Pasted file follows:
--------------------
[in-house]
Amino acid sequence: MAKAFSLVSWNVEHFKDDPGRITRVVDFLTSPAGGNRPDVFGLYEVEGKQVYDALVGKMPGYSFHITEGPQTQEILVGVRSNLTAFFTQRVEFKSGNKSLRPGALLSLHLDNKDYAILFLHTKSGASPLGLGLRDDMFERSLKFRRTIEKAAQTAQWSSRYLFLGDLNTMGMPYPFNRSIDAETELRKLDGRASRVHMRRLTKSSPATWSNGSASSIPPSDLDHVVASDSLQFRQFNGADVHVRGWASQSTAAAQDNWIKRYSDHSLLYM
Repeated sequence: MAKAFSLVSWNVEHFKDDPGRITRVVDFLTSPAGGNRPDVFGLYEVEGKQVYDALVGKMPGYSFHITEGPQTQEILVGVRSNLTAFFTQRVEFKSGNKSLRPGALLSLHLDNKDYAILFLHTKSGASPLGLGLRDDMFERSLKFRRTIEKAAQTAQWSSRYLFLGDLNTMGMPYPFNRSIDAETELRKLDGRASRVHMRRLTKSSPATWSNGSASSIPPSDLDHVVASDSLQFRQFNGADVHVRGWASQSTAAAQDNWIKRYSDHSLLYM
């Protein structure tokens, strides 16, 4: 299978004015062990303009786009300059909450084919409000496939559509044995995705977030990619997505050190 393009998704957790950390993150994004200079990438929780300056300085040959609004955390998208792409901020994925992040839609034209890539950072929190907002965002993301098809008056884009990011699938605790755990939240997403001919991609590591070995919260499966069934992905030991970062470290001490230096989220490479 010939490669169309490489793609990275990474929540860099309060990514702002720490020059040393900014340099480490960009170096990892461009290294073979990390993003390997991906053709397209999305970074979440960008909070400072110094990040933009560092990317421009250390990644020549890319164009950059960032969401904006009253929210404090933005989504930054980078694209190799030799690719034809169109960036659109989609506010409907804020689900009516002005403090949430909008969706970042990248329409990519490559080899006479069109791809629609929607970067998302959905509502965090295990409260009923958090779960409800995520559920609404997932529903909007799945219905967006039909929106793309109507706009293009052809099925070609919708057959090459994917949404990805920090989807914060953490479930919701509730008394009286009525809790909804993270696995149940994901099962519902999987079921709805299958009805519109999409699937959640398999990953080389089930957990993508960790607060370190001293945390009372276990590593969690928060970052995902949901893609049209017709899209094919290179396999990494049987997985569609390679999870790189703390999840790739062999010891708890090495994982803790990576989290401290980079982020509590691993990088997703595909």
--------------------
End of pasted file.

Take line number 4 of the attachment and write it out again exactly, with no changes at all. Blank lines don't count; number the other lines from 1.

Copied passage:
């Protein structure tokens, strides 16, 4: 299978004015062990303009786009300059909450084919409000496939559509044995995705977030990619997505050190 393009998704957790950390993150994004200079990438929780300056300085040959609004955390998208792409901020994925992040839609034209890539950072929190907002965002993301098809008056884009990011699938605790755990939240997403001919991609590591070995919260499966069934992905030991970062470290001490230096989220490479 010939490669169309490489793609990275990474929540860099309060990514702002720490020059040393900014340099480490960009170096990892461009290294073979990390993003390997991906053709397209999305970074979440960008909070400072110094990040933009560092990317421009250390990644020549890319164009950059960032969401904006009253929210404090933005989504930054980078694209190799030799690719034809169109960036659109989609506010409907804020689900009516002005403090949430909008969706970042990248329409990519490559080899006479069109791809629609929607970067998302959905509502965090295990409260009923958090779960409800995520559920609404997932529903909007799945219905967006039909929106793309109507706009293009052809099925070609919708057959090459994917949404990805920090989807914060953490479930919701509730008394009286009525809790909804993270696995149940994901099962519902999987079921709805299958009805519109999409699937959640398999990953080389089930957990993508960790607060370190001293945390009372276990590593969690928060970052995902949901893609049209017709899209094919290179396999990494049987997985569609390679999870790189703390999840790739062999010891708890090495994982803790990576989290401290980079982020509590691993990088997703595909």